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Health-care reform is a tough call - Martha Carr

The health-care bill has finally passed and been signed by President Obama. Whether this is good news, or creates a creeping sense of dread depends on a few variables.

Doctors who treat Medicare or Medicaid patients will be seeing a decrease in payouts without something to replace the practice's lost income, and will still have long-standing patients who need care. Many older doctors are mumbling something about early retirement. Their headaches with insurance providers and government care will increase, not decrease. Their income levels will be inversely proportionate to the hassle factor.

However, those of us, and this would include me, who have pre-existing conditions will have a better chance at getting insurance and, therefore, treated for that condition that could kill us. Children will not be able to be turned away for the same reason, and it'll be harder for insurance companies to cap treatment and treat human beings like we have an expiration date stamped on our foreheads.

Those were the real death panels.

Here's the kink in all of this, though, and the reason why so many people are protesting so loudly. There's a price tag for all of this, and while it's going to decrease the deficit over time, that doesn't mean it's a cost saver for everyone. And, no, it's not the ultra-wealthy who will be picking up the slack.

Families in particular, who make over $250,000 per year, will see an increase in taxes and that's a bitter pill to swallow at a time when everyone is worried about losing a job and protecting their diminished retirement account. Now, a lot of Americans will have to add paying for someone else's bills to their monthly budget. It feels a little like the giant bailout, but this time from the bottom up.

Notice, it's still the middle that's getting squeezed.

The public option, which would have made it possible for everyone to become insured, was deleted as too controversial and expensive to the average taxpayer. However, it's still going to be expensive to the average taxpayer, and at least this way, we would have known that everyone who needed coverage was getting it.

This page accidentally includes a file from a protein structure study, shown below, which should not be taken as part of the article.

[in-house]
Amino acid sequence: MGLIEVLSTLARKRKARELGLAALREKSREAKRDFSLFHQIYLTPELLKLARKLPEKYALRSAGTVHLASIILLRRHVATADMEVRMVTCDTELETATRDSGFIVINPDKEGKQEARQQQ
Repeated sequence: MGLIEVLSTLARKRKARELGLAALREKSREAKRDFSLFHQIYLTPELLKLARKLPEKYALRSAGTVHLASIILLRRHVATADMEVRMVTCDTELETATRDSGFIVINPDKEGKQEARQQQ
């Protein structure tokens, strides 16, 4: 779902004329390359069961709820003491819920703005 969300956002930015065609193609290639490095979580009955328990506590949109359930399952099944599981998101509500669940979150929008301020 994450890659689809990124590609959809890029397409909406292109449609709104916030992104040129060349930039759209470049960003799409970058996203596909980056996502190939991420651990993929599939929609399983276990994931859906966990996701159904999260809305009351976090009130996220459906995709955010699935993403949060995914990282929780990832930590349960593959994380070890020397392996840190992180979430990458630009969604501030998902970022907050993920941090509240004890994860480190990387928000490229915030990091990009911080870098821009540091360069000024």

There is a balance to democracy that dictates entrepreneurship mixed with an even dose of charity toward others. It's the balance that's now out of whack.

Big corporations, which should have been in the entrepreneurship category, were treated as charity cases, and after they had the cash, went back to behaving like independent businesses to the taxpayers' detriment. That's what generally happens when those who caused the problem are bailed out. They learn nothing and are only relieved at not having to pay for their mistakes.

Those who could use some help to recover, such as displaced homeowners or small business owners or charities big and small, got very little assistance or nothing at all. That means the roots of our economy in America have not been watered, but the blooms at the top look great. It's all an illusion, though, and without a solid base consisting of a healthy middle class the recovery isn't going to hold, regardless of our health-insurance status.

Most of this can not be laid at the Obama administration's door. The seeds were planted in previous administrations from both parties who deregulated the financial markets, disregarding why the regulations were needed in the first place. Then, in 2005 when sub-prime mortgages began to be traded like they were actual gold, the Great Recession became an inevitable consequence.

What's more surprising is how little has been done to reign in the excess. Wall Street appears to have learned nothing more than how to ignore the jeers from the regular taxpayers while they keep cashing their bonus checks.

That leads to the big looming question about the new legislation. The ones who will end up paying for this new bill for the most part are small business owners, the backbone of the economy who employ more people than all of the large corporations combined. Just how long will they continue to pay for other people's mistakes before they have finally had enough? The answer will probably come in the mid-term elections and will have far more to do with the unemployment rate and the GNP than the health-insurance coverage.

Martha's column is distributed exclusively by Cagle Cartoons Inc., newspaper syndicate. E-mail her at: Martha@caglecartoons.com.